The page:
Home away from home investment

08:42, July 27, 2011      

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Faced with a slowdown in the nation's real estate sector, some cash-rich Chinese are looking overseas for bargains, reports Zhou Yan in Kuala Lumpur.

Back at the height of China's property boom in 2009, Qiu Liping embarked on a foray into Malaysia's tepid housing market by investing around 3 million yuan ($465,000) to buy a spacious apartment adjacent to the Petronas Twin Towers in the country's capital, Kuala Lumpur.

At that time, Malaysia's property sector was on average moderate, with virtually no growth in terms of transaction volumes. By contrast, China's real estate market rose to a fever pitch during the same period. The sales volume of residential properties, for instance, surged 43.9 percent in 2009 from the previous year.

"I had doubts about my first property investment in Malaysia at the time, but I was even more doubtful about China's relentless housing prices after years of skyrocketing increases," Qiu, 45, recalled.

Before that investment, the Shanghai resident had bought several properties in a number of Chinese cities that had registered rapid house-price growth, such as cosmopolitan Shanghai, western Chongqing, and the coastal city of Sanya in Hainan province. But then Qiu decided to stop buying residential properties in China because of concerns that the central government was likely to get a grip on runaway prices and dampen further growth.

Like many well-to-do Chinese at the time, Qiu had abundant cash in hand; the fear that the domestic property market might collapse did not cause them to shun the realty markets, but simply to move their focus outside the country.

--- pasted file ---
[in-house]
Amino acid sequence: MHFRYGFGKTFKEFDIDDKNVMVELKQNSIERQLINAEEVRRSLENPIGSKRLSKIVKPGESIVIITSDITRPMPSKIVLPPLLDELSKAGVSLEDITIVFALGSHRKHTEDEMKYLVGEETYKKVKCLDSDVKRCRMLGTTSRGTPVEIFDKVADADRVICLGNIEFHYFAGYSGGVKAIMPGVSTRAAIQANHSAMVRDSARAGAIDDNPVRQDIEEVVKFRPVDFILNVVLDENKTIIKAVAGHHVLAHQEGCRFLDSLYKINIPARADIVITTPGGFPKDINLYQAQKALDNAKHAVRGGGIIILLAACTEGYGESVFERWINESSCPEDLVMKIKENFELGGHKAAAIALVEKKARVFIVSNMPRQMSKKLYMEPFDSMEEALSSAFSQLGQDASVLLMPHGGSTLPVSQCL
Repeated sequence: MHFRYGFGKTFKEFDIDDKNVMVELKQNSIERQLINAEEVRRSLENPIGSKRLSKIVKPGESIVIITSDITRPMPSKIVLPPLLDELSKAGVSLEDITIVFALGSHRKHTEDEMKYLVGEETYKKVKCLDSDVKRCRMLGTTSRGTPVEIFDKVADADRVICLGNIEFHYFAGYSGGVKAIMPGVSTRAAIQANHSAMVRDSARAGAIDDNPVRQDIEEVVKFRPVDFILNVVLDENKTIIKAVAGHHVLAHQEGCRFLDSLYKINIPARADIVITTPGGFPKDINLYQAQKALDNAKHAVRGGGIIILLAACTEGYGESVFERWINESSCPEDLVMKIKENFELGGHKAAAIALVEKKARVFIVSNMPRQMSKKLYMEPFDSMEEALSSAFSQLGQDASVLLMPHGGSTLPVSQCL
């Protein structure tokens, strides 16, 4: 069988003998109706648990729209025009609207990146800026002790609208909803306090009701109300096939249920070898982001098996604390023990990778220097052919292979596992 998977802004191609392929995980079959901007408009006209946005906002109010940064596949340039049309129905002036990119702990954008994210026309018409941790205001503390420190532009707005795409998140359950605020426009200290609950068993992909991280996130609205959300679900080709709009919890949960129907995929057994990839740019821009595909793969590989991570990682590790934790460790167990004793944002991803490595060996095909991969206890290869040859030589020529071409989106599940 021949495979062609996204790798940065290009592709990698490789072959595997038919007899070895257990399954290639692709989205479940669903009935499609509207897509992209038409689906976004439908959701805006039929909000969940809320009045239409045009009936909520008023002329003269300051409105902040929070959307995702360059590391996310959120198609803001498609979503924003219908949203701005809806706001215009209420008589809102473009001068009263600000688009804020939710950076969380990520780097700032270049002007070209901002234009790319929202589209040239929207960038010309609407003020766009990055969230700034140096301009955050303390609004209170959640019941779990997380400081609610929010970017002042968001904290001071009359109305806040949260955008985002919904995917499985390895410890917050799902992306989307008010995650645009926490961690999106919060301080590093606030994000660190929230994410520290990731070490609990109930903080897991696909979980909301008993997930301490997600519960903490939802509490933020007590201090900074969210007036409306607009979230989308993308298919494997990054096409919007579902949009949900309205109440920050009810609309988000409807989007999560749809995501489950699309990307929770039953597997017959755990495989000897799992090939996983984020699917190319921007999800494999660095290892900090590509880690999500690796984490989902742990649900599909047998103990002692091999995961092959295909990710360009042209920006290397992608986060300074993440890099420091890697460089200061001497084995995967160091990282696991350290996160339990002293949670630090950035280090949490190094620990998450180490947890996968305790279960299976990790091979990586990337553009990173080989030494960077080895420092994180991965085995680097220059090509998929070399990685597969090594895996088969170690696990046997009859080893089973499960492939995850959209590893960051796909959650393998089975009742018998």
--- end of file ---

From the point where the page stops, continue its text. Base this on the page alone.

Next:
"I was considering investing in Australia, but after careful and prudent selection, I chose Malaysia, which is closer to China, and more importantly, people speak Chinese. So I'm planning to live there when I retire," said Qiu, who pumped more than 11 million yuan into two more apartments in Kuala Lumpur in 2010 following predictions that her first tentative investment would generate a return of 15 percent by 2011.

Meanwhile, over the course of 2011 thus far - and as China's house prices have begun to stall against a background of intensifying government curbs - some domestic real estate brokerages have received an increasing number of enquiries from moderately well-off citizens about investing in overseas properties, in neighboring Asian countries in particular.

"This year, we have clients with more than 10 million yuan each to invest in Malaysian properties. That's never happened before," said Sophia Xia, managing director of Super City Group, a Shanghai-based real estate brokerage, which is also the company Qiu used for her overseas investments.

Before 2011, no Chinese customer had spent more than 3 million yuan on a single purchase in Malaysia, said Xia. She added that, unlike previous years, more Chinese have shown an interest in investing in the Asian markets instead of the more industrialized countries, such as the United States, Canada and the United Kingdom, which are the traditional outbound investment targets for Chinese billionaires.

Growing concerns

Since it was established in 1993, Super City's business reach has extended from Shanghai to most of those economies favored by Chinese customers. "In the future, our focus will shift to the Asia-Pacific region in accordance with our customers' preferences," said Xia.